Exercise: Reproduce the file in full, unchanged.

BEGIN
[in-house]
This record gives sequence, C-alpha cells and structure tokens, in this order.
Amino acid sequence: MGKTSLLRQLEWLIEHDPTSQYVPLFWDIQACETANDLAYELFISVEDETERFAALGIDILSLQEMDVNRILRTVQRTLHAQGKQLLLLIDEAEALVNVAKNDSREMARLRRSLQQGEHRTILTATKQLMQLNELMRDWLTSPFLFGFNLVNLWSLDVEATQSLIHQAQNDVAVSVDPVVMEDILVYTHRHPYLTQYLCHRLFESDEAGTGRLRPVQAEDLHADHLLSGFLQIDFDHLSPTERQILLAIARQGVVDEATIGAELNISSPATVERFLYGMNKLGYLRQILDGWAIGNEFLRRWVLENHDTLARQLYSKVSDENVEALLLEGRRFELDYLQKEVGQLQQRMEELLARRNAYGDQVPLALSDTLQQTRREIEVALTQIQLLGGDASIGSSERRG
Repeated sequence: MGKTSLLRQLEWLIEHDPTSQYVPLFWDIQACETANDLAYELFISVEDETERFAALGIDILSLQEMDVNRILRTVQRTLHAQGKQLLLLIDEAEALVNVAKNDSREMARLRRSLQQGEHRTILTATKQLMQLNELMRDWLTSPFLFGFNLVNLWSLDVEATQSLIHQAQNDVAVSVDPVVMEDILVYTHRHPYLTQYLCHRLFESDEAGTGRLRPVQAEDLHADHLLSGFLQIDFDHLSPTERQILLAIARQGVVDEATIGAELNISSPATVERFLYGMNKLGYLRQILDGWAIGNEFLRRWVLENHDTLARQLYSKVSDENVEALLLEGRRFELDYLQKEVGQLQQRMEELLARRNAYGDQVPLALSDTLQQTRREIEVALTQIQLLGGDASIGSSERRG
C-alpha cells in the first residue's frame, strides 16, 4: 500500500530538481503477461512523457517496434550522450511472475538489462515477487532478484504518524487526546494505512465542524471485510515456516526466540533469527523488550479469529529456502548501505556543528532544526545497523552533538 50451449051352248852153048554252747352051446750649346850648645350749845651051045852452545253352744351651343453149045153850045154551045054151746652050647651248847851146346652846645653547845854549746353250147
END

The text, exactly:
[in-house]
This record gives sequence, C-alpha cells and structure tokens, in this order.
Amino acid sequence: MGKTSLLRQLEWLIEHDPTSQYVPLFWDIQACETANDLAYELFISVEDETERFAALGIDILSLQEMDVNRILRTVQRTLHAQGKQLLLLIDEAEALVNVAKNDSREMARLRRSLQQGEHRTILTATKQLMQLNELMRDWLTSPFLFGFNLVNLWSLDVEATQSLIHQAQNDVAVSVDPVVMEDILVYTHRHPYLTQYLCHRLFESDEAGTGRLRPVQAEDLHADHLLSGFLQIDFDHLSPTERQILLAIARQGVVDEATIGAELNISSPATVERFLYGMNKLGYLRQILDGWAIGNEFLRRWVLENHDTLARQLYSKVSDENVEALLLEGRRFELDYLQKEVGQLQQRMEELLARRNAYGDQVPLALSDTLQQTRREIEVALTQIQLLGGDASIGSSERRG
Repeated sequence: MGKTSLLRQLEWLIEHDPTSQYVPLFWDIQACETANDLAYELFISVEDETERFAALGIDILSLQEMDVNRILRTVQRTLHAQGKQLLLLIDEAEALVNVAKNDSREMARLRRSLQQGEHRTILTATKQLMQLNELMRDWLTSPFLFGFNLVNLWSLDVEATQSLIHQAQNDVAVSVDPVVMEDILVYTHRHPYLTQYLCHRLFESDEAGTGRLRPVQAEDLHADHLLSGFLQIDFDHLSPTERQILLAIARQGVVDEATIGAELNISSPATVERFLYGMNKLGYLRQILDGWAIGNEFLRRWVLENHDTLARQLYSKVSDENVEALLLEGRRFELDYLQKEVGQLQQRMEELLARRNAYGDQVPLALSDTLQQTRREIEVALTQIQLLGGDASIGSSERRG
C-alpha cells in the first residue's frame, strides 16, 4: 500500500530538481503477461512523457517496434550522450511472475538489462515477487532478484504518524487526546494505512465542524471485510515456516526466540533469527523488550479469529529456502548501505556543528532544526545497523552533538 50451449051352248852153048554252747352051446750649346850648645350749845651051045852452545253352744351651343453149045153850045154551045054151746652050647651248847851146346652846645653547845854549746353250147